Impacted canine tooth for braces – Wheaton orthodontist and dentist

Impacted canine tooth

There are a few major types of cases that are experienced when a tooth is not erupting.  The impacted canine tooth surgery steps are different based on the severity of bone and tissue coverage.

  1. Tooth is almost erupted and just covered by tissue.  As long as these cases have plenty of keratinized tissue, a simple laser uncovering is all that is needed.
  2. Tooth started to erupt high and there is little to no kerantinized tissue then the flap design must be planned and well executed so as to have a nice long term final result.
  3. Tooth is buried under bone and/or tissue and a facial access is needed, the situation is similar to the above example, where careful flap design is planned.
  4. Tooth is buried under bone and/or tissue and a lingual exposure is planned, then flap design is less crucial.

Video of impacted canine tooth and orthodontic treatment

 Canine tooth exposure – example #1

impacted canine tooth

Tooth that was not fully erupting. Dental laser used to uncover tissue to allow to erupt on own.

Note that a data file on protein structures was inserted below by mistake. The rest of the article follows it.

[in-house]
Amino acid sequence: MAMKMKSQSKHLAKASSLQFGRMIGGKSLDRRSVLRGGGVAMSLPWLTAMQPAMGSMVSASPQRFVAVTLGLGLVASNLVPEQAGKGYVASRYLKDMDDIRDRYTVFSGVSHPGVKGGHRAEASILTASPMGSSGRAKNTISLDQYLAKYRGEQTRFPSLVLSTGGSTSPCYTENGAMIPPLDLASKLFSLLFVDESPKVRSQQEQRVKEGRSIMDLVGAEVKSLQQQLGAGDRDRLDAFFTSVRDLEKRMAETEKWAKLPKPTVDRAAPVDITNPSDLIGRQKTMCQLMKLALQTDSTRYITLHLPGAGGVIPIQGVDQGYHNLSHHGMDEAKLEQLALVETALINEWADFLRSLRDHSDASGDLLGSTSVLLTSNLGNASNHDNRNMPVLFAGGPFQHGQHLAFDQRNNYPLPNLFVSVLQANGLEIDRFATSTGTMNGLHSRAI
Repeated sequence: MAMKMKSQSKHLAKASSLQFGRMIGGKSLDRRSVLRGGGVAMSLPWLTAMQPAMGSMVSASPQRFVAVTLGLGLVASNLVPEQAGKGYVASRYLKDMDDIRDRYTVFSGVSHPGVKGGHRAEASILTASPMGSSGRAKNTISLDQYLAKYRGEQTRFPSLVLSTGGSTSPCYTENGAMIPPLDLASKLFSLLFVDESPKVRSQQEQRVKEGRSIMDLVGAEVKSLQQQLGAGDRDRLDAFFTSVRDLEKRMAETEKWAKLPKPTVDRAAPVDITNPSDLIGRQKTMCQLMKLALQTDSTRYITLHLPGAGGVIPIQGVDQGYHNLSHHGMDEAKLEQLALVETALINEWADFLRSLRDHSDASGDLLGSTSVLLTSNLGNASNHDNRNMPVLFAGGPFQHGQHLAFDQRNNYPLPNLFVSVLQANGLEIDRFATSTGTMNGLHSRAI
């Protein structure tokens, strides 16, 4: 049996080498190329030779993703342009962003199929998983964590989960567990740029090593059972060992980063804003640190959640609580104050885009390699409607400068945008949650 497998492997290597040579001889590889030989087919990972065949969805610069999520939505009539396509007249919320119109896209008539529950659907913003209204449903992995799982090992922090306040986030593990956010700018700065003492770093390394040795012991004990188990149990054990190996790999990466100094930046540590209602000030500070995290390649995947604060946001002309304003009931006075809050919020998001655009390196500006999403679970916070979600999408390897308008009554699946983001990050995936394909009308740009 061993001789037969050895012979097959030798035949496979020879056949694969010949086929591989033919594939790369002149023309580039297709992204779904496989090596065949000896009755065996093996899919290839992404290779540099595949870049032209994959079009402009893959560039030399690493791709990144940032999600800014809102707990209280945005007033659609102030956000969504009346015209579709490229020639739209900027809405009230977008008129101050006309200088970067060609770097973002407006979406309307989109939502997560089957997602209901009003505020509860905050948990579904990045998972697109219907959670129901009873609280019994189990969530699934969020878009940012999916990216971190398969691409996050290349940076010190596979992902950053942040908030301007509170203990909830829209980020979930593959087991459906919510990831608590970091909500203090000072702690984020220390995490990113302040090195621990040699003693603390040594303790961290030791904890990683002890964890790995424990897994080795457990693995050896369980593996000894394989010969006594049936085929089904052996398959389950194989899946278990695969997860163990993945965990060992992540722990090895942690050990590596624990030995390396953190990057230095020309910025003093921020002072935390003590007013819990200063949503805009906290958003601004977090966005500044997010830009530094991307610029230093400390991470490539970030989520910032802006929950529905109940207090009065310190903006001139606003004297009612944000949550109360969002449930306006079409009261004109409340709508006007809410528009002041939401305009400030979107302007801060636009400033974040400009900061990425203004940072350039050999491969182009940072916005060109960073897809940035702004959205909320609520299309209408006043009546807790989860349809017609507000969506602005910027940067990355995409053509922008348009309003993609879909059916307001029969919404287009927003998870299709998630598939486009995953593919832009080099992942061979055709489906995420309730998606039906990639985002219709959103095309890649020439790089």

Canine tooth exposure – example of #2

Impacted canine tooth surgery – example of #3

Impacted canine tooth surgery – example of #4

Impacted canine tooth surgery on a live patient – example of #4

What is the cost of canine exposure?  Dental codes used?

The cost will vary significantly based on the severity of the case and who is doing the procedure.  Dental codes and normal costs for your zip code can be found on the fair health consumer website.  Some of the more common codes that may be used are D4245 for moving gum tissue, D7280 for removal of both bone and tissue, and D7283 for the placement of a bracket.

How much pain does an impacted canine tooth surgery cause?

This depends entirely on how buried we are talking and what method was used to access the tooth.  Bone does not have a lot of pain nerve fibers so cutting bone may seem more severe, it doesn’t increase the pain levels that much.  Cutting tissue is what causes the most pain after the numbness wears off.  Cutting done with a laser with be less painful than that done with a scalpel.  The wider of area that has to be cut, the more pain you will feel after the numbness wears off.  Prescription pain medication is usually not necessary.  Alternating Tylenol and Advil will allow the patient to manage most of the pain.

Patients can have our Wheaton dental and orthodontic office handle nearly all of these situations at the same location.  Patients looking for a Wheaton orthodontist or Wheaton dentist to handle an impacted canine, give us a call!

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